When my grandfather worked as a milkman in Lord Gordon’s farm near Tigoni before the dawn of independence, he would tell his children to take small bites of ugali with large gulps of fresh milk. However, when he moved his family to the Rift Valley after independence, his fortunes changed drastically. He started telling his children to take large bites of the maize meal with small sips of milk. My uncle and aunt who were born before independence are taller and more muscular than their siblings who were born afterwards.
It is more than 50 years since independence and the same dietary challenges that confronted my extended family and the poor in rural Kenya and urban slums have not changed. In some parts of the country, families do not have enough to feed their children. As a result, the government, the church, and other players in education have had to provide free lunch to keep such children in school.
And too often, especially in towns, the high cost of food prevents the poor from enjoying three meals a day although such towns are not necessarily classified hunger or famine zones.
The Cabinet secretary for Devolution has announced that there are 1.6 million Kenyans who are facing starvation. That means that one in 20 Kenyans might go to bed hungry tonight. Either they do not know where their next meal will come from or they know without a doubt that the meagre portion available to them will be little more than maize and its variants. And most likely, it will have been given to them by the local chief or a non-profit organisation. We used to joke that in some families, the situation would become so dire that they would make uji to escort the main meal of ugali down unwilling throats. But the reports of starvation in some parts of Kenya are not a laughing matter.
Besides taking immediate action to supply relief food to families in the hardest-hit areas, policymakers and political leaders must implement long-term strategies to ensure every county is, at the very least, self-sufficient in food production. There is a need for more deliberate action to harvest rainwater and use it to increase food production and boost livestock farming in areas conducive to this form of agriculture. Some of you may have noticed that the regions hardest hit by food shortages are also not served by good roads. That means even if food were in plenty a few kilometres away, it would be difficult to get supplies to the affected areas – because there is simply no way to get there.
Kenya should borrow a leaf from Japan, whose population is well over 126 million but where food shortage is unheard of. Before Japan started investing in infrastructure, there were large areas that were “really remote”, as one Japanese scholar put it. The coming of roads and railways meant that every part of that country became accessible.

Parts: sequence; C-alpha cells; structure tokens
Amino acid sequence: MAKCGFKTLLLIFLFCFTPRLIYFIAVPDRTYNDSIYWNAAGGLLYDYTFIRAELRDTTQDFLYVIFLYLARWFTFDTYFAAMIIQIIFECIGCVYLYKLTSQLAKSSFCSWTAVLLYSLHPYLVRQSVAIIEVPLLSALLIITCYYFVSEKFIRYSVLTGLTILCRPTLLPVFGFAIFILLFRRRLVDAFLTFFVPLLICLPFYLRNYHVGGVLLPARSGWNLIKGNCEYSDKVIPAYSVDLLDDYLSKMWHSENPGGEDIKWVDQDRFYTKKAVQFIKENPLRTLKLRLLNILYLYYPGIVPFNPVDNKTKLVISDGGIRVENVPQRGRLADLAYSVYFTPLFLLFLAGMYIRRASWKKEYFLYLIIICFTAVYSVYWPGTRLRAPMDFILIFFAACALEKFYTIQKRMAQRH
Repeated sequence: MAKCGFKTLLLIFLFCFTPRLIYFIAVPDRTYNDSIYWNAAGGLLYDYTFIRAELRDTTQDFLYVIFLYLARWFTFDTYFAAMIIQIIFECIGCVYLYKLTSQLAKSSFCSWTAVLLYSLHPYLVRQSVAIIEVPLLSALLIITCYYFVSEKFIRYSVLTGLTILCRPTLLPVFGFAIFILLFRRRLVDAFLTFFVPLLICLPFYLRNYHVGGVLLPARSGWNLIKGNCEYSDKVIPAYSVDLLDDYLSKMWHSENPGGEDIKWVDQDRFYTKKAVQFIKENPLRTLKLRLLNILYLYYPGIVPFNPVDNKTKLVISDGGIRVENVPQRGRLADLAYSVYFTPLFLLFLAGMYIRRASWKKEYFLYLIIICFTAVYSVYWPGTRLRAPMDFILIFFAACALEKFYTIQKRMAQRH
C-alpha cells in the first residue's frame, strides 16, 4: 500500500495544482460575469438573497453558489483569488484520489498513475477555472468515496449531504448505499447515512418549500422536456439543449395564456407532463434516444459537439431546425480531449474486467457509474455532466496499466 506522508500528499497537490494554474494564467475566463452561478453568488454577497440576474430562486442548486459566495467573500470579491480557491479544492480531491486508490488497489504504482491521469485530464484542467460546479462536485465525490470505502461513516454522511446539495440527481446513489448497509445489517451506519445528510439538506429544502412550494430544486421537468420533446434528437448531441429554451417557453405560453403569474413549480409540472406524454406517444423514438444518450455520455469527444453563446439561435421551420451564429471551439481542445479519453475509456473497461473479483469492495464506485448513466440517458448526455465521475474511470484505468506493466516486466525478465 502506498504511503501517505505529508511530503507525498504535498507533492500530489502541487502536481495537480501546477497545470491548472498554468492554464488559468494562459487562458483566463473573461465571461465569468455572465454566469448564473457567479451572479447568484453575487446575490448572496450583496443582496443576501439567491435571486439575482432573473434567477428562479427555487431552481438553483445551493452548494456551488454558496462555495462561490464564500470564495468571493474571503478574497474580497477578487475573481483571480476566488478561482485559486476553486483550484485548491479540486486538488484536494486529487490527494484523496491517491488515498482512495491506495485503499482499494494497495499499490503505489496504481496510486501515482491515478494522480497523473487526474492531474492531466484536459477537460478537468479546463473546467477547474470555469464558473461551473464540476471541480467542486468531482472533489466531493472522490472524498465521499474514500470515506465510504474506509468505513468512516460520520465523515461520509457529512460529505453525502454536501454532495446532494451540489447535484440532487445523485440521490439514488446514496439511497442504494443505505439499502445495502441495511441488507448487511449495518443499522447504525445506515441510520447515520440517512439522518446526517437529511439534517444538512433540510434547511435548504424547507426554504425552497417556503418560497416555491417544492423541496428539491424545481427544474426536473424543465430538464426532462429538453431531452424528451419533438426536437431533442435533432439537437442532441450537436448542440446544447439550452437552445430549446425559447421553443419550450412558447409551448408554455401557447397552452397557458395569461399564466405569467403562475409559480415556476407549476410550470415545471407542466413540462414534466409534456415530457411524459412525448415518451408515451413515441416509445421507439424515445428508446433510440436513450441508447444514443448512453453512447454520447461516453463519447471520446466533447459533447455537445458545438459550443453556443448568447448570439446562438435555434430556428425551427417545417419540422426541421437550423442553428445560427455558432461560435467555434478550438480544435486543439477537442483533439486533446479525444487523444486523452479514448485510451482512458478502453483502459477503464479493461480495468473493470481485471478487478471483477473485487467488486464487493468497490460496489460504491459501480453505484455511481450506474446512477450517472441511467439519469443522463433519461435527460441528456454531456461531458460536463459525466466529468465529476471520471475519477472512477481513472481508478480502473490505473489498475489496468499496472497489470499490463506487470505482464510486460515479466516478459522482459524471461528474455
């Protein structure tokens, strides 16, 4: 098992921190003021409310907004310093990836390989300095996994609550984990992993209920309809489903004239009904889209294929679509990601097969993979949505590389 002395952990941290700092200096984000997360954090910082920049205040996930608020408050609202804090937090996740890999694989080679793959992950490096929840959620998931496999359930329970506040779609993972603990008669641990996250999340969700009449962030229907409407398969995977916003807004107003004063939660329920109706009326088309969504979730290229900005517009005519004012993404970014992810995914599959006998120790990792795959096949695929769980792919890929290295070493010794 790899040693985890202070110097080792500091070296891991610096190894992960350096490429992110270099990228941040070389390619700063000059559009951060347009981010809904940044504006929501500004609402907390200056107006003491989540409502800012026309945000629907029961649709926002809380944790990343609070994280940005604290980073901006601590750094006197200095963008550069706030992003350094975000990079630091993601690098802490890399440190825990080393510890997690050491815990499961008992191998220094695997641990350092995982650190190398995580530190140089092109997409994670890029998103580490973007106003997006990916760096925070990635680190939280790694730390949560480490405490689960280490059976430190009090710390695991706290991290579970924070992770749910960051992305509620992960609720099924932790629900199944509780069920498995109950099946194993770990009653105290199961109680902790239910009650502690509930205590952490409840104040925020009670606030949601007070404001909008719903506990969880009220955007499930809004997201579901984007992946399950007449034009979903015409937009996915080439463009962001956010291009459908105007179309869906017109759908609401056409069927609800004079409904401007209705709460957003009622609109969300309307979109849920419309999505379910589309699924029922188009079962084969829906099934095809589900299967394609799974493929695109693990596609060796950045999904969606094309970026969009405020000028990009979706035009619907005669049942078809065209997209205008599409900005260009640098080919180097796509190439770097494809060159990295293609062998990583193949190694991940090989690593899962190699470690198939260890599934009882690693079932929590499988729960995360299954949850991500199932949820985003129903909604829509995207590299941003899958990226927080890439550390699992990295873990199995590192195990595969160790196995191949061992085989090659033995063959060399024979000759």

For Kenya, what this would mean is that a livestock keeper in northern Kenya should be able to transport his animals before drought becomes severe and sell them to abattoirs in any part of the country for the best price and at the lowest cost.
Policymakers should also put in place a model to make food affordable, even among the very poor. In most of Europe, the cost of food is low. Regardless of one’s job, one can still walk to a meat market and go home with enough food to feed one’s family for a week. Not so here because wages are low and food prices high relative to income.
Finally, Kenya has expressed its intention to join the league of newly industrialised, middle-income economies by 2030. There is not a single country in this bracket where the threat of mass starvation hangs over its citizens like the sword of Damocles. Indeed, all such countries have made food so easily accessible and affordable that their problems are no longer associated with too little but too much. They managed to do that by encouraging innovations that increase the shelf life of food.
Adding value to agricultural produce ensures that supplies are consistent everywhere throughout the year. This lowers the likelihood of price spikes. In the long run, this would benefit the poor because it stabilises the cost of food.
Of course, value-addition also means farmers in one part of the country would not be saddled with surplus when other regions are grappling with food scarcity.
Ng’ang’a Mbugua is deputy managing editor, 'Daily Nation'.